Take a terrifying plunge into the warped mind of a disturbed young woman. Desperate to get her life back on track, the unstable Streak takes a job as a security guard, working the graveyard shift at a once upscale, now abandoned apartment complex. But on her first night on duty, she discovers a horrifying presence lurking deep within the bowels of the decaying building. With her nerves already on edge, Streak must confront demons both real and imagined as she struggles to keep a grip on her sanity.
I figured I would be sitting down to a pretty generic haunting flick when I first started watching The Abandoned in the early hours of the morning. I was wrong. The movie, directed by Eytan Rockaway, is a very above average ghost story that kept me entertained all the way though until (just before) the end. Now, I hate spoilers just as much as the next guy, but I’m going to have give a little something away here if I am to accurately explain why this movie ultimately disappointed me. I’ll keep them light, but if you are the type (like me) that hates knowing too much about a film before watching it, read no further.
Now that I have my little disclaimer out of the way, let’s talk The Abandoned. Louisa Krause plays Streak, our protagonist. Streak is starting her first night working as a security guard in a lavish apartment complex left empty due to the recession. She is desperate for work so that she will be able to afford to keep custody of her child (who we never meet). Streak has some sort of psychological issue and occasionally needs to pop a couple of pills to keep her steady. Co-staring is Jason Patric, playing the disgruntled and disparaging Cooper. Cooper is the veteran guard given the arduous task of training yet another greenhorn who he is sure won’t last the week. Streak’s soft heart allows a third guest to spend the evening in the apartments; veteran actor and familiar face Mark Margolis, playing the homeless Jim. What our entourage of occupants fail to realize is that while there may be a large storm approaching outside, it doesn’t compare with the tempest of terror that awaits them within.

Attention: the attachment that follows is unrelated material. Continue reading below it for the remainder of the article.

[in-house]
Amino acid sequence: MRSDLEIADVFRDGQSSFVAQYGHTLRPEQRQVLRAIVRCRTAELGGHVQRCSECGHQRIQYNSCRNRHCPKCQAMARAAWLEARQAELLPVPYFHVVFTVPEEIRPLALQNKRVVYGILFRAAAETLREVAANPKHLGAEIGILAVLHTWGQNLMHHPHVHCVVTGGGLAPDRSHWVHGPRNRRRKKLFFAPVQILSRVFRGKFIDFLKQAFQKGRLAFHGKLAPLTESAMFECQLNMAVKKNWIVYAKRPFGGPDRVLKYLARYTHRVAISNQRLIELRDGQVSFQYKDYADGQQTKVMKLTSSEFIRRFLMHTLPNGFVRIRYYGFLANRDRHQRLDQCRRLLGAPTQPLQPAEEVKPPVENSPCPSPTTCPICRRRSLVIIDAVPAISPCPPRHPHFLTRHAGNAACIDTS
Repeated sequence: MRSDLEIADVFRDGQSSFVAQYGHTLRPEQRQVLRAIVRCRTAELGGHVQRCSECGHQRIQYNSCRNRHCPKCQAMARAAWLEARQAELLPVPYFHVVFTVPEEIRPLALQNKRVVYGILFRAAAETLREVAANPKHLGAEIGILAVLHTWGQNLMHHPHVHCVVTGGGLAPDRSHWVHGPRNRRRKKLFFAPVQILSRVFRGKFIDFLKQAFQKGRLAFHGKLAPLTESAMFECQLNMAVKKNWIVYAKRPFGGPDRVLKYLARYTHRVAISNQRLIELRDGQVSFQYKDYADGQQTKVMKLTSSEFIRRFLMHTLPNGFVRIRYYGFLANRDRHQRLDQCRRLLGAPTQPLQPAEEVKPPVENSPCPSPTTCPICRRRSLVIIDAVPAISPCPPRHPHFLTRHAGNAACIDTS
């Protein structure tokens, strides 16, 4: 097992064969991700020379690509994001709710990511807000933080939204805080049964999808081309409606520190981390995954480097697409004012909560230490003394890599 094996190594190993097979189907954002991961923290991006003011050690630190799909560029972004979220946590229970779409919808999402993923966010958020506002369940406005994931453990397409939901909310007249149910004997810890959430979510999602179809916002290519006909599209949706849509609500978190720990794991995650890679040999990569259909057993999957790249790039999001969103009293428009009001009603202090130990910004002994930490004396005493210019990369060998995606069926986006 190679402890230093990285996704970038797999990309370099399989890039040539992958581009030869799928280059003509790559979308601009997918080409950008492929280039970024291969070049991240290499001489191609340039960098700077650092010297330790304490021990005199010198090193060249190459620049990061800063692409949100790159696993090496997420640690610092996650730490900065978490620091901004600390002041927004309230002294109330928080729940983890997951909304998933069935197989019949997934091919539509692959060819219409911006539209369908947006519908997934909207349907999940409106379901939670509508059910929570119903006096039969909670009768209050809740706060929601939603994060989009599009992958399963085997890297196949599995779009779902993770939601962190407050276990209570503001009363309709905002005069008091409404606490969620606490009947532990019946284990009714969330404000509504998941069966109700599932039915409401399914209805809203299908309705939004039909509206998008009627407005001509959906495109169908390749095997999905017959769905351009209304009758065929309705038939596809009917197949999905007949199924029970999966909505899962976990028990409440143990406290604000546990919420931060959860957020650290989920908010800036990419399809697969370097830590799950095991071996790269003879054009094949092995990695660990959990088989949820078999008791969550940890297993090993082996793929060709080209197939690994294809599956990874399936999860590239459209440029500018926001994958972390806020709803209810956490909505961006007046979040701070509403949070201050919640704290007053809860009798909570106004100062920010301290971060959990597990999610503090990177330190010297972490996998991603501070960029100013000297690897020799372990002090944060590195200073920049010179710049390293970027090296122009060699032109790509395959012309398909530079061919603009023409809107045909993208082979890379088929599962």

If nothing else, The Abandoned is technically sound. Everything from the sleek cinematography to the eerie sound design is spot on. The film has the feel of a big budget release and has the cast and acting to further enforce this. What really kept me watching though was the brilliant character development. Far too often these days we get nothing but stereotypes. With a limited budget and a short runtime, it is far easier to simply typecast a character and skip all that annoying dialog and well written backstory. Easier, but not better. What The Abandoned did right was it’s characters. Cooper’s douchiness subsides and we find out about his disabilities and his daughter. We start caring for Streak and actually worry about her mental health. Jim seems to have some creepy, sadistic side that is both intriguing and disconcerting. It all came together and made for what was a really enjoyable film that unfortunately didn’t follow through.
Ultimately, The Abandoned is little more than a runner that trips and fall right before the finish line. The plot holes start to widen as the film progresses and the creepy child-ghost-things can only scare you so many times. All that character progression and tension sort of just evaporates and is replaced with cliches and banality. The ending was dreadful and made very little sense; like a poor man’s Shyamalan twist. I probably felt more disappointed than I should have simply because I had really started enjoying the movie and was thinking about how fun writing the review would be. I was left feeling let down and unsatisfied.
Have a look at the trailer below and as always, decide for yourself.
Site founder. Horror enthusiast. Metalhead.